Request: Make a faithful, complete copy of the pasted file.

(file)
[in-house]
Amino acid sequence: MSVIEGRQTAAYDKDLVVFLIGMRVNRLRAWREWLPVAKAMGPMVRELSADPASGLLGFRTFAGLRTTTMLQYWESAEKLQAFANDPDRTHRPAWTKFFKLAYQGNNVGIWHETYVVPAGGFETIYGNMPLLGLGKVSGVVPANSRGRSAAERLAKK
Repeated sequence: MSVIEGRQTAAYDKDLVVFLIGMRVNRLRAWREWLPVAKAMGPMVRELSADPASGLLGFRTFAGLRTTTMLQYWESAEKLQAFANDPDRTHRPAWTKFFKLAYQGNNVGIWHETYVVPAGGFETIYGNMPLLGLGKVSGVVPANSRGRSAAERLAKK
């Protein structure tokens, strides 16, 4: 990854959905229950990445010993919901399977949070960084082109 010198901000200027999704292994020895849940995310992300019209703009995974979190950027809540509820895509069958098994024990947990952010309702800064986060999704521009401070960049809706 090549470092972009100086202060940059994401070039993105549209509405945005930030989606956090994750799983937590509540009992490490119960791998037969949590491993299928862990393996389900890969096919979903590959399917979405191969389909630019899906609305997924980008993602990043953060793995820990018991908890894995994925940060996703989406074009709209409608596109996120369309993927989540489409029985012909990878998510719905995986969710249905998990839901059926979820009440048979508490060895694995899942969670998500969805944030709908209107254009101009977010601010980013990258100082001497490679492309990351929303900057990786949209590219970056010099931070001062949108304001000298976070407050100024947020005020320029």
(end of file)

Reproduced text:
[in-house]
Amino acid sequence: MSVIEGRQTAAYDKDLVVFLIGMRVNRLRAWREWLPVAKAMGPMVRELSADPASGLLGFRTFAGLRTTTMLQYWESAEKLQAFANDPDRTHRPAWTKFFKLAYQGNNVGIWHETYVVPAGGFETIYGNMPLLGLGKVSGVVPANSRGRSAAERLAKK
Repeated sequence: MSVIEGRQTAAYDKDLVVFLIGMRVNRLRAWREWLPVAKAMGPMVRELSADPASGLLGFRTFAGLRTTTMLQYWESAEKLQAFANDPDRTHRPAWTKFFKLAYQGNNVGIWHETYVVPAGGFETIYGNMPLLGLGKVSGVVPANSRGRSAAERLAKK
């Protein structure tokens, strides 16, 4: 990854959905229950990445010993919901399977949070960084082109 010198901000200027999704292994020895849940995310992300019209703009995974979190950027809540509820895509069958098994024990947990952010309702800064986060999704521009401070960049809706 090549470092972009100086202060940059994401070039993105549209509405945005930030989606956090994750799983937590509540009992490490119960791998037969949590491993299928862990393996389900890969096919979903590959399917979405191969389909630019899906609305997924980008993602990043953060793995820990018991908890894995994925940060996703989406074009709209409608596109996120369309993927989540489409029985012909990878998510719905995986969710249905998990839901059926979820009440048979508490060895694995899942969670998500969805944030709908209107254009101009977010601010980013990258100082001497490679492309990351929303900057990786949209590219970056010099931070001062949108304001000298976070407050100024947020005020320029």